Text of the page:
Paleontologists and artists alike may be interested to hear of a new project to further our understanding of the unfortunate Raphus cucullatus, otherwise known as the dodo. Fewer that 300 years ago the bird was strutting around Mauritius, yet today only two complete skeletons are known to science. Researchers at the Massachusetts College of the Holy Cross are hoping to extend the influence of one of those skeletons by giving it new life online.
The skeleton has been scanned in 3D, digitized, and uploaded to a public website funded by the National Science Foundation. Using a Java plugin, users can manipulate 3D images of the individual bones, as well as a mummified head (left).
We first read about the story in Digging up the Dodo, an article on IOLscitech. The dodo images are found on Aves 3D. The Aves 3D database contains images of many bird species; it’s primary aim is “to allow for the rapid global dissemination of three-dimensional digital data on common as well as rare and potentially fragile species, in a format ready for a variety of quantitative and qualitative analyses, including geometric morphometric analysis and finite element analysis.”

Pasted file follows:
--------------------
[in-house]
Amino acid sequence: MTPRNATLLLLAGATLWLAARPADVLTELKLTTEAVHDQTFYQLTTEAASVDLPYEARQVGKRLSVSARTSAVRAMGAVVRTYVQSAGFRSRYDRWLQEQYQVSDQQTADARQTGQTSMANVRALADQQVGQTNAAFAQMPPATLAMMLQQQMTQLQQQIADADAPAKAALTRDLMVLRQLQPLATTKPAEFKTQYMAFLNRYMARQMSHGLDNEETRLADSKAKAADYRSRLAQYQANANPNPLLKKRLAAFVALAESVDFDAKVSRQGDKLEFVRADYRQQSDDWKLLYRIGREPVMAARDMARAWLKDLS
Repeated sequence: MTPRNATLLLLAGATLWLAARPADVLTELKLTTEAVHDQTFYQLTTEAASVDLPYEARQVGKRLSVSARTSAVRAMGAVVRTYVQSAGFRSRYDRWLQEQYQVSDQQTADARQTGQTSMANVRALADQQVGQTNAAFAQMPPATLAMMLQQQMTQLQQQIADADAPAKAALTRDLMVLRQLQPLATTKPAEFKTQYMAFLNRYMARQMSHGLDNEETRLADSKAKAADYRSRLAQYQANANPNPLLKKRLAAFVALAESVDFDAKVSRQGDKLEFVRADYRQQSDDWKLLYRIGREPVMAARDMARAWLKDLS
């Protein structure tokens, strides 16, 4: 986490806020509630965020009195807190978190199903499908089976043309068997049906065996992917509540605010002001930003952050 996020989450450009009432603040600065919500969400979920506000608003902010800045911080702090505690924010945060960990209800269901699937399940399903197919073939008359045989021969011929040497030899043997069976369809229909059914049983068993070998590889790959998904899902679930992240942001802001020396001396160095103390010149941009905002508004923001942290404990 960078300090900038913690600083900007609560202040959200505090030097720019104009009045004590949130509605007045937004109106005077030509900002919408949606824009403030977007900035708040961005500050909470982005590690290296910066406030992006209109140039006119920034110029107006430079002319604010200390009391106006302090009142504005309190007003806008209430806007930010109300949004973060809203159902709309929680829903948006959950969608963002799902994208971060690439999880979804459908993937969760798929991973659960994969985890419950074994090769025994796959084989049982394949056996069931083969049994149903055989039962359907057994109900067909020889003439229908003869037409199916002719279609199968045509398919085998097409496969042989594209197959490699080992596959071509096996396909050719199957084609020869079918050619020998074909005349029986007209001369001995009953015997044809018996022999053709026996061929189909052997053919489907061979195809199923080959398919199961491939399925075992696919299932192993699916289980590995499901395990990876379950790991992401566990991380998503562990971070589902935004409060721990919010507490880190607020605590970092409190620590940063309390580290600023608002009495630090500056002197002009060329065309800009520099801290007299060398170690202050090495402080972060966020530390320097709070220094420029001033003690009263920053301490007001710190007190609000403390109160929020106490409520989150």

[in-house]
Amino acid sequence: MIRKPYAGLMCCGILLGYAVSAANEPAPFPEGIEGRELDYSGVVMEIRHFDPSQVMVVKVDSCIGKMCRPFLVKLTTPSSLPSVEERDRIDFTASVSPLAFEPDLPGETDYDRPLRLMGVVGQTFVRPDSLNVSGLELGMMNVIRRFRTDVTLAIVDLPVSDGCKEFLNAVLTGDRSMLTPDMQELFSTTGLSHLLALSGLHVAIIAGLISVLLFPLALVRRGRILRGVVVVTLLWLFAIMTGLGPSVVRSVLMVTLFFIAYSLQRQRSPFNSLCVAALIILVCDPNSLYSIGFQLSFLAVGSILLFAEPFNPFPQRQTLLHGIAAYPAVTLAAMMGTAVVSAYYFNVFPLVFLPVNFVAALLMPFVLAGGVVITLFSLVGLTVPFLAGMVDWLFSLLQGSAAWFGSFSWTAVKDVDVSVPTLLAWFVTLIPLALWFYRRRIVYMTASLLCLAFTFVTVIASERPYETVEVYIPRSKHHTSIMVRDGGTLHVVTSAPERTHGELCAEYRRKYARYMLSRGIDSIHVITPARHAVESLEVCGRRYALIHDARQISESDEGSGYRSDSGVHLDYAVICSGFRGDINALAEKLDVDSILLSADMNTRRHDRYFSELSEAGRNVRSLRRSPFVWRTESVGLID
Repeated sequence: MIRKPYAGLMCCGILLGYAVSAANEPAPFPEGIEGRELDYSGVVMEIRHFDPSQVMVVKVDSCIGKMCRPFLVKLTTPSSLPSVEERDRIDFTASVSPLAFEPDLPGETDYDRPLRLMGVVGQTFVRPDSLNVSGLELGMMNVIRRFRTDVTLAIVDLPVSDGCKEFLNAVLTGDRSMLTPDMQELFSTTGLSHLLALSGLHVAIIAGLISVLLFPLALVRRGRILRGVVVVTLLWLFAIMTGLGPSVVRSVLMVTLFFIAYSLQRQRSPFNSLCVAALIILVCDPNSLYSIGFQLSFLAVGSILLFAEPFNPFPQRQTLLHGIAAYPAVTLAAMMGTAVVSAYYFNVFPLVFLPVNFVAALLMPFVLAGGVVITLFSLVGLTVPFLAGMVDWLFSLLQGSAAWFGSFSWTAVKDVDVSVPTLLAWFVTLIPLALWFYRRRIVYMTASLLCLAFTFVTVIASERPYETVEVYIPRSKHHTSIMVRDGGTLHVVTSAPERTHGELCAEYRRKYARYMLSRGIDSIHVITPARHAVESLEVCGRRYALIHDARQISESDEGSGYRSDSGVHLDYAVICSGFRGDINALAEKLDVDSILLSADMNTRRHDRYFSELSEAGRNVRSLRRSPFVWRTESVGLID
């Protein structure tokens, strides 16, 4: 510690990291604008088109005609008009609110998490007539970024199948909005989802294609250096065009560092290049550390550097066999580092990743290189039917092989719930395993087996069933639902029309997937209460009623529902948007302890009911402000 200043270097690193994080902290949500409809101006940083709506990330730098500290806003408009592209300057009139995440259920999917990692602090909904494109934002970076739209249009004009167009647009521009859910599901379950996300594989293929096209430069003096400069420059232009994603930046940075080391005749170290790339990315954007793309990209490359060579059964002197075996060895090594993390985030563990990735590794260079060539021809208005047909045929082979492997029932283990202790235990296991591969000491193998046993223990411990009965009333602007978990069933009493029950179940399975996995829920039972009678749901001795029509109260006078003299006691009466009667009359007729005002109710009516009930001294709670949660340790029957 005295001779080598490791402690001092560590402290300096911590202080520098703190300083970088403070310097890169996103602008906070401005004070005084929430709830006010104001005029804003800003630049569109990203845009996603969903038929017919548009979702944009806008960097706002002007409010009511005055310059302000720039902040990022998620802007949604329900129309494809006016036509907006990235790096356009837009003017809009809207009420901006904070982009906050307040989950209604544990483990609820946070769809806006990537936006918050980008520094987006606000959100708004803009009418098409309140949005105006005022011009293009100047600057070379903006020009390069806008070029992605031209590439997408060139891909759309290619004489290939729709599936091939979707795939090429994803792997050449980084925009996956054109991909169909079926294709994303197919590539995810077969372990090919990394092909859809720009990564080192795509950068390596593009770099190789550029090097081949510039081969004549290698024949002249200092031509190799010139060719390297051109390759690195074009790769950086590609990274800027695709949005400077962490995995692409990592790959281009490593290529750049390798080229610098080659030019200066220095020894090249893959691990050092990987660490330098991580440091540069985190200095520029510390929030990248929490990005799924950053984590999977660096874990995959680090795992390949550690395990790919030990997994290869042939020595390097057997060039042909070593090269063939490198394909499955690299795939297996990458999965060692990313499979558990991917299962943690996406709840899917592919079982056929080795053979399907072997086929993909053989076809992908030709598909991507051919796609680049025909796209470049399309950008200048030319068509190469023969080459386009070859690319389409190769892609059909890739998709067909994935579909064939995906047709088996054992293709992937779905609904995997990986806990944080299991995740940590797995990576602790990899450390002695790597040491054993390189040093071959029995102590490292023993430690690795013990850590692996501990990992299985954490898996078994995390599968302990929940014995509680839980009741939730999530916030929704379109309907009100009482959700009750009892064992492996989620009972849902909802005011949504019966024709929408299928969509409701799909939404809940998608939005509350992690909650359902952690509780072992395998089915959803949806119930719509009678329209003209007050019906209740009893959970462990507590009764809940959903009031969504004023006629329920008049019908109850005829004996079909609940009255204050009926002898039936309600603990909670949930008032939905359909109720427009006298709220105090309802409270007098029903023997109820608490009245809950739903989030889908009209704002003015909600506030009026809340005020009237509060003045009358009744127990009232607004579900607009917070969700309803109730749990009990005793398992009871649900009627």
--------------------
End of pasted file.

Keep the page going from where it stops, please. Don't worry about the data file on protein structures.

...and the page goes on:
After conducting our own research using the data, we can also report that by careful rotation of the mummified head image it is possible to produce quite convincing facial expressions including “solemn,” “offended,” and “thoughtful.” Each expression requires tiny adjustments to the image, but of course, as the most famous dodo of all once advised, “the best way to explain it is to do it.”